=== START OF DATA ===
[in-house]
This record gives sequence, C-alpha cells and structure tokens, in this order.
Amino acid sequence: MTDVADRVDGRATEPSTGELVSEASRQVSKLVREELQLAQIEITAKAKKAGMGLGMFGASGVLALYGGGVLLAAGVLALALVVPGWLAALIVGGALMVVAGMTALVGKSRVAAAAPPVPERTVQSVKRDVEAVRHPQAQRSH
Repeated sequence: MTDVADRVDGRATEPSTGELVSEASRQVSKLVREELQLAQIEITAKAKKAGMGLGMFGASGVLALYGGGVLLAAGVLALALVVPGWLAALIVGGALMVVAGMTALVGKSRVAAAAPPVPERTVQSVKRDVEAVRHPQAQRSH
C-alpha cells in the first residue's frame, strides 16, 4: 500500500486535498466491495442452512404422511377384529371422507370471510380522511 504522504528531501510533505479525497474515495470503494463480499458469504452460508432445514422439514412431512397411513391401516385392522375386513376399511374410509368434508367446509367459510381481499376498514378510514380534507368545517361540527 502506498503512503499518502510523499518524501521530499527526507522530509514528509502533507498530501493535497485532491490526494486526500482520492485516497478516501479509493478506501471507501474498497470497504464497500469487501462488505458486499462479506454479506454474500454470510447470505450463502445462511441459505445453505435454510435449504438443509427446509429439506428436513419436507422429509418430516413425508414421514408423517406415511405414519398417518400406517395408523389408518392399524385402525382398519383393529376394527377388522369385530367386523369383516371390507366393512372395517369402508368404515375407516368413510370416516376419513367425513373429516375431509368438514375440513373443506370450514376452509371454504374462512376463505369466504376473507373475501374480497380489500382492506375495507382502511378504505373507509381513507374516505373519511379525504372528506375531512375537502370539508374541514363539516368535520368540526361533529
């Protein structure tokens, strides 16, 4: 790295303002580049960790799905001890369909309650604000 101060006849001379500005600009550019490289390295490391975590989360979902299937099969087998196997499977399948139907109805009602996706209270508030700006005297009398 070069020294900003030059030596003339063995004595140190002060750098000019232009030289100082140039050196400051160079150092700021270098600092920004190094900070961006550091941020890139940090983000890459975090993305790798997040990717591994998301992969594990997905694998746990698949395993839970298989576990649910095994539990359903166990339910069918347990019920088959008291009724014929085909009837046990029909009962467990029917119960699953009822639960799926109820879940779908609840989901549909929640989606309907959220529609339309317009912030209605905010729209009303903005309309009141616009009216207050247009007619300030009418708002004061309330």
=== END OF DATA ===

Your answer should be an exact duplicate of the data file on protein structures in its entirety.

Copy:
[in-house]
This record gives sequence, C-alpha cells and structure tokens, in this order.
Amino acid sequence: MTDVADRVDGRATEPSTGELVSEASRQVSKLVREELQLAQIEITAKAKKAGMGLGMFGASGVLALYGGGVLLAAGVLALALVVPGWLAALIVGGALMVVAGMTALVGKSRVAAAAPPVPERTVQSVKRDVEAVRHPQAQRSH
Repeated sequence: MTDVADRVDGRATEPSTGELVSEASRQVSKLVREELQLAQIEITAKAKKAGMGLGMFGASGVLALYGGGVLLAAGVLALALVVPGWLAALIVGGALMVVAGMTALVGKSRVAAAAPPVPERTVQSVKRDVEAVRHPQAQRSH
C-alpha cells in the first residue's frame, strides 16, 4: 500500500486535498466491495442452512404422511377384529371422507370471510380522511 504522504528531501510533505479525497474515495470503494463480499458469504452460508432445514422439514412431512397411513391401516385392522375386513376399511374410509368434508367446509367459510381481499376498514378510514380534507368545517361540527 502506498503512503499518502510523499518524501521530499527526507522530509514528509502533507498530501493535497485532491490526494486526500482520492485516497478516501479509493478506501471507501474498497470497504464497500469487501462488505458486499462479506454479506454474500454470510447470505450463502445462511441459505445453505435454510435449504438443509427446509429439506428436513419436507422429509418430516413425508414421514408423517406415511405414519398417518400406517395408523389408518392399524385402525382398519383393529376394527377388522369385530367386523369383516371390507366393512372395517369402508368404515375407516368413510370416516376419513367425513373429516375431509368438514375440513373443506370450514376452509371454504374462512376463505369466504376473507373475501374480497380489500382492506375495507382502511378504505373507509381513507374516505373519511379525504372528506375531512375537502370539508374541514363539516368535520368540526361533529
């Protein structure tokens, strides 16, 4: 790295303002580049960790799905001890369909309650604000 101060006849001379500005600009550019490289390295490391975590989360979902299937099969087998196997499977399948139907109805009602996706209270508030700006005297009398 070069020294900003030059030596003339063995004595140190002060750098000019232009030289100082140039050196400051160079150092700021270098600092920004190094900070961006550091941020890139940090983000890459975090993305790798997040990717591994998301992969594990997905694998746990698949395993839970298989576990649910095994539990359903166990339910069918347990019920088959008291009724014929085909009837046990029909009962467990029917119960699953009822639960799926109820879940779908609840989901549909929640989606309907959220529609339309317009912030209605905010729209009303903005309309009141616009009216207050247009007619300030009418708002004061309330």